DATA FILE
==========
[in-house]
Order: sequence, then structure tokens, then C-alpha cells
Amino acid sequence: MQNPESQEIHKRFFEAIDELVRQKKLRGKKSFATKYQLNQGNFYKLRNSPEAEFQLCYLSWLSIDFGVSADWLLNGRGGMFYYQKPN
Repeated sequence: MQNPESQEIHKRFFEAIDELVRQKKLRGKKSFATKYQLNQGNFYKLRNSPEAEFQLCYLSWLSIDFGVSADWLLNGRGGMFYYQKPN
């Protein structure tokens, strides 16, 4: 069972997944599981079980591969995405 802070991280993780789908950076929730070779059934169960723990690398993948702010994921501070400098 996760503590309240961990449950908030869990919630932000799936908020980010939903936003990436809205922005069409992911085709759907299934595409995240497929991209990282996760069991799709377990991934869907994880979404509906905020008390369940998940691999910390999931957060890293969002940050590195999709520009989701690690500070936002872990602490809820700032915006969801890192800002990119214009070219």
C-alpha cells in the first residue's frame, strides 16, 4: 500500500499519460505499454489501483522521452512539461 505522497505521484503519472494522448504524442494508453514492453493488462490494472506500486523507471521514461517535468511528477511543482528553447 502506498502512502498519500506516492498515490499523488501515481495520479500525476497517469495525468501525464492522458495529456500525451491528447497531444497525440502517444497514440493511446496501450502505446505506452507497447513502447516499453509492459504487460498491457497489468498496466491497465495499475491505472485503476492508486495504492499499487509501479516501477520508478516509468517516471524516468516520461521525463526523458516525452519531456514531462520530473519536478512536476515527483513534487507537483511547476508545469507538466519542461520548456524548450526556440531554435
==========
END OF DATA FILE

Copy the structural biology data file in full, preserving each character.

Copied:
[in-house]
Order: sequence, then structure tokens, then C-alpha cells
Amino acid sequence: MQNPESQEIHKRFFEAIDELVRQKKLRGKKSFATKYQLNQGNFYKLRNSPEAEFQLCYLSWLSIDFGVSADWLLNGRGGMFYYQKPN
Repeated sequence: MQNPESQEIHKRFFEAIDELVRQKKLRGKKSFATKYQLNQGNFYKLRNSPEAEFQLCYLSWLSIDFGVSADWLLNGRGGMFYYQKPN
């Protein structure tokens, strides 16, 4: 069972997944599981079980591969995405 802070991280993780789908950076929730070779059934169960723990690398993948702010994921501070400098 996760503590309240961990449950908030869990919630932000799936908020980010939903936003990436809205922005069409992911085709759907299934595409995240497929991209990282996760069991799709377990991934869907994880979404509906905020008390369940998940691999910390999931957060890293969002940050590195999709520009989701690690500070936002872990602490809820700032915006969801890192800002990119214009070219």
C-alpha cells in the first residue's frame, strides 16, 4: 500500500499519460505499454489501483522521452512539461 505522497505521484503519472494522448504524442494508453514492453493488462490494472506500486523507471521514461517535468511528477511543482528553447 502506498502512502498519500506516492498515490499523488501515481495520479500525476497517469495525468501525464492522458495529456500525451491528447497531444497525440502517444497514440493511446496501450502505446505506452507497447513502447516499453509492459504487460498491457497489468498496466491497465495499475491505472485503476492508486495504492499499487509501479516501477520508478516509468517516471524516468516520461521525463526523458516525452519531456514531462520530473519536478512536476515527483513534487507537483511547476508545469507538466519542461520548456524548450526556440531554435